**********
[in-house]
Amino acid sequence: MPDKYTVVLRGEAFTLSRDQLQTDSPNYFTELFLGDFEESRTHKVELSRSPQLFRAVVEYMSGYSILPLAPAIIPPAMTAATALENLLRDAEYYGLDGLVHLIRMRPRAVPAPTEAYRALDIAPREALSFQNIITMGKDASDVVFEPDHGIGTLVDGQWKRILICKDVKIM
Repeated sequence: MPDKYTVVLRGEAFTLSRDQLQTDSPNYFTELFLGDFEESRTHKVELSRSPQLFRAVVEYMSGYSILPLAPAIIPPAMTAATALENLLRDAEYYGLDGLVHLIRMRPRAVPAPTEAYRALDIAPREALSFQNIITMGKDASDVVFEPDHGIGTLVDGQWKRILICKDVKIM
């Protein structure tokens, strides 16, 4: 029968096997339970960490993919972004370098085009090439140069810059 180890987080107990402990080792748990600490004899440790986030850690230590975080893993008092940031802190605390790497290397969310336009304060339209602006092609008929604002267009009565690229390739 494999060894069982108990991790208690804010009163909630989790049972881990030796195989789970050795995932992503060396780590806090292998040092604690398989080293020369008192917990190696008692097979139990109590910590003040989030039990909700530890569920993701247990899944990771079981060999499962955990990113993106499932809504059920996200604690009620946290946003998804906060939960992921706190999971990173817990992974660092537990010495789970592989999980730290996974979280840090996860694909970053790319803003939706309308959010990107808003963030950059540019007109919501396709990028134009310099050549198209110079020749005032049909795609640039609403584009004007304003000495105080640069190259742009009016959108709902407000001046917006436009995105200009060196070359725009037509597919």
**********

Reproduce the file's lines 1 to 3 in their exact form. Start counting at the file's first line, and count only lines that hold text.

[in-house]
Amino acid sequence: MPDKYTVVLRGEAFTLSRDQLQTDSPNYFTELFLGDFEESRTHKVELSRSPQLFRAVVEYMSGYSILPLAPAIIPPAMTAATALENLLRDAEYYGLDGLVHLIRMRPRAVPAPTEAYRALDIAPREALSFQNIITMGKDASDVVFEPDHGIGTLVDGQWKRILICKDVKIM
Repeated sequence: MPDKYTVVLRGEAFTLSRDQLQTDSPNYFTELFLGDFEESRTHKVELSRSPQLFRAVVEYMSGYSILPLAPAIIPPAMTAATALENLLRDAEYYGLDGLVHLIRMRPRAVPAPTEAYRALDIAPREALSFQNIITMGKDASDVVFEPDHGIGTLVDGQWKRILICKDVKIM